The IMF and the Argentinian Right

David Legge Avatar

C. P. Chandrasekhar, January 25, 2024

On January 10, the IMF announced its decision to release $4.7 billion out of a $57 billion bailout package sanctioned in 2018 to perennially debt-distressed Argentina, then under a right-wing government headed by Mauricio Macrio. That surprised some. Going by the IMF’s stated ‘principles’, the disbursal should not have occurred because the country had failed to meet the conditions and targets specified by the lender for continuation of the programme. Besides, the $4.7 billion reflected not only the delayed release of a $3.3 billion tranche that was due last November, but also the release in advance, or ahead of schedule, of an additional $1.4 billion. That was, from an IMF perspective, a handsome payoff for a delinquent.

Two factors seem to have played a role here. The first was the IMF’s intent, influenced no doubt by the US, to strengthen the hands of the new president of Argentina, the maverick, self-proclaimed anarcho-capitalist, Javier Milei. The extreme-right president had in recently held elections defeated the candidate of the left-of-centre Peronists who had governed Argentina during a prolonged crisis with three-digit hyperinflation. Milei, who, as of now, has held back on his election promises of dollarizing the economy and abolishing the central bank, has not disappointed domestic elites, international finance and the US. In late December, days after taking over the presidency, he devalued the peso by 54 per cent and issued a decree incorporating 300-odd measures involving wide ranging economic deregulation and liberalisation, rendering major public enterprises eligible for privatisation, dismantling worker protection, and imposing austerity in many areas. The decree remains in place unless voted out by both houses of Congress. The objective clearly is to use presidential power to pursue at the expensive of ordinary citizens a misguided effort to reduce in record time the deficit in the government’s budget and the size of its external debt.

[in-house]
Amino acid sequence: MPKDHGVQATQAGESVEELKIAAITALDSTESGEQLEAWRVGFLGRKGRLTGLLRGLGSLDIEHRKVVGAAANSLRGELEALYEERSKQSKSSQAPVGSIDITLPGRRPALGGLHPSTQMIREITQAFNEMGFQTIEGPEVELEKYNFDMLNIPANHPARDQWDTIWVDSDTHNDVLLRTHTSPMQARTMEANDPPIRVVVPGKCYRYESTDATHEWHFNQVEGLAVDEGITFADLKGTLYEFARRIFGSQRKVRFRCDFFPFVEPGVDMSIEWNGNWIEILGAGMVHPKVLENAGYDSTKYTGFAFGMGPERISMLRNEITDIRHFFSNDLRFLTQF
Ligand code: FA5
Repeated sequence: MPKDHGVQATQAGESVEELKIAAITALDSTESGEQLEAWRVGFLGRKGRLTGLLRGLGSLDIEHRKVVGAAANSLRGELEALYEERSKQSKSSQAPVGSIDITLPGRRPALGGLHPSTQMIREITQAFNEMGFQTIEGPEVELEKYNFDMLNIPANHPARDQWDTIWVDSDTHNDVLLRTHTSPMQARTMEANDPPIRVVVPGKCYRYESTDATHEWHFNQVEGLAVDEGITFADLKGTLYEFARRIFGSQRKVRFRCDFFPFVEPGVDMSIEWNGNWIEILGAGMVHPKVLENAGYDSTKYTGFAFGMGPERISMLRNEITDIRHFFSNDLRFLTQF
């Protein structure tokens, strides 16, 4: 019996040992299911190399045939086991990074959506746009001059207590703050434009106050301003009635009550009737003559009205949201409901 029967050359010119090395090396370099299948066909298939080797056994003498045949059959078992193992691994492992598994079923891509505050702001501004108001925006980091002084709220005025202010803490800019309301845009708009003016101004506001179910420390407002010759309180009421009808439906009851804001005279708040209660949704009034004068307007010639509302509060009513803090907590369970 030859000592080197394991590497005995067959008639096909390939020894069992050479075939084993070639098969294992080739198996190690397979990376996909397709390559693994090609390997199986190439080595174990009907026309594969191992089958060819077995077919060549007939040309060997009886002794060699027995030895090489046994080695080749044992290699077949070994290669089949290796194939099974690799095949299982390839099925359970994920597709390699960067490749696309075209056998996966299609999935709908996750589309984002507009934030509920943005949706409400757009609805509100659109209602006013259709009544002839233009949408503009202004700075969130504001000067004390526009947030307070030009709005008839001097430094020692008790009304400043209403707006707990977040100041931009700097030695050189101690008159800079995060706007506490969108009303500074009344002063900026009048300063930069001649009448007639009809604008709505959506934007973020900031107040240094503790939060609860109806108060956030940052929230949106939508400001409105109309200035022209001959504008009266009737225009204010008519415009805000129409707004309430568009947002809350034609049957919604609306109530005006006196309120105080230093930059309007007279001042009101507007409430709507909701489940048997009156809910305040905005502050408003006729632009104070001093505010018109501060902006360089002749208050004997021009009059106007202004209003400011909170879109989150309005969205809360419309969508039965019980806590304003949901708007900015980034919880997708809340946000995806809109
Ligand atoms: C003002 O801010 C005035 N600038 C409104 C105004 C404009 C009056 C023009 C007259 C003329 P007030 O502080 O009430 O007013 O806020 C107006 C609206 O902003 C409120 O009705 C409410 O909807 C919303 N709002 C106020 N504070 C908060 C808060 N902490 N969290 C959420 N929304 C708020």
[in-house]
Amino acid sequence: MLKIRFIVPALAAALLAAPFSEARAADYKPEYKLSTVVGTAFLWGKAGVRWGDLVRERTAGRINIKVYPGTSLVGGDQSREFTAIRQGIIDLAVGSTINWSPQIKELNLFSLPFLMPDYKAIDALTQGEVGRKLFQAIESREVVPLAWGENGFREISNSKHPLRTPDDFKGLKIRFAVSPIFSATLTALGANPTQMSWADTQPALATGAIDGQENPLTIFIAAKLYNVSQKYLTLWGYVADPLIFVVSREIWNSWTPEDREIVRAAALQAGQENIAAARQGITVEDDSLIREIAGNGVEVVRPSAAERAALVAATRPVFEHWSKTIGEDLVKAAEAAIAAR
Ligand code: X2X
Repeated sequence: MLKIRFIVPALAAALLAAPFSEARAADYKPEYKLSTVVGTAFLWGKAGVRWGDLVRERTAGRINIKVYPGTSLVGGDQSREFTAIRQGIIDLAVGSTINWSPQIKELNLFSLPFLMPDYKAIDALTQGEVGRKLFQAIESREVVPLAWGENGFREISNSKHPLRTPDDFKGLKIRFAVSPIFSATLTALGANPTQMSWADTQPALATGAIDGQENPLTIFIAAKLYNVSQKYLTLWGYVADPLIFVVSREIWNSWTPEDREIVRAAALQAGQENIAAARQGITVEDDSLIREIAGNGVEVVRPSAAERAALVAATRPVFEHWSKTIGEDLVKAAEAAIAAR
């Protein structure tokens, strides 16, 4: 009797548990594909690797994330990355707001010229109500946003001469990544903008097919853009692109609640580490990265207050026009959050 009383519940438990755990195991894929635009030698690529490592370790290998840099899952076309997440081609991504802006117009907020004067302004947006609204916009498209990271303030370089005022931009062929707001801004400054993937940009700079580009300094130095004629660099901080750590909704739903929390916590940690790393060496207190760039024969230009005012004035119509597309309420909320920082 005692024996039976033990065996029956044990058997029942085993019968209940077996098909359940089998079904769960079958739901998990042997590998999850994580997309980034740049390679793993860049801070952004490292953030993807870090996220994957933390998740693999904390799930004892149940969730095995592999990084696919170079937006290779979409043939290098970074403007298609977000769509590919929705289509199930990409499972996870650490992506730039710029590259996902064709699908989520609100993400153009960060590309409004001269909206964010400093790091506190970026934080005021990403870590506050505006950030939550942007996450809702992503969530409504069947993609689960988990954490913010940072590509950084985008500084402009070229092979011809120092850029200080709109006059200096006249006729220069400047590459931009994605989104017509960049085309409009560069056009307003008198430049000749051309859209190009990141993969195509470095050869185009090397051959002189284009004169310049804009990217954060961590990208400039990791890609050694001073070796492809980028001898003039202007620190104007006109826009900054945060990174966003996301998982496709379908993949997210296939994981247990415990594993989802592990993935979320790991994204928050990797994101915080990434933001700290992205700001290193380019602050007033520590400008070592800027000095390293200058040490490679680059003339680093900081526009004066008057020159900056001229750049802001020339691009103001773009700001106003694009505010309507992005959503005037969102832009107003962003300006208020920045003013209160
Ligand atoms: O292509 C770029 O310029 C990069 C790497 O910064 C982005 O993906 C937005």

A week later, Milei sent a 664-clause bill to Congress, that provides tax amnesties and concessions to the rich in an unequal society, does away with election to Congress based on proportional representation, penalises protestors blocking roads, and strengthens the government’s powers to curb demonstrations. The political and class character of the “adjustment” programme is amply clear. Tactically, the intention seems to be to heap so many right-wing “reform” proposals on Congress, where Milei is in a minority, so that he can push through some of them while riding on the partial legitimacy that the electoral verdict has given him.

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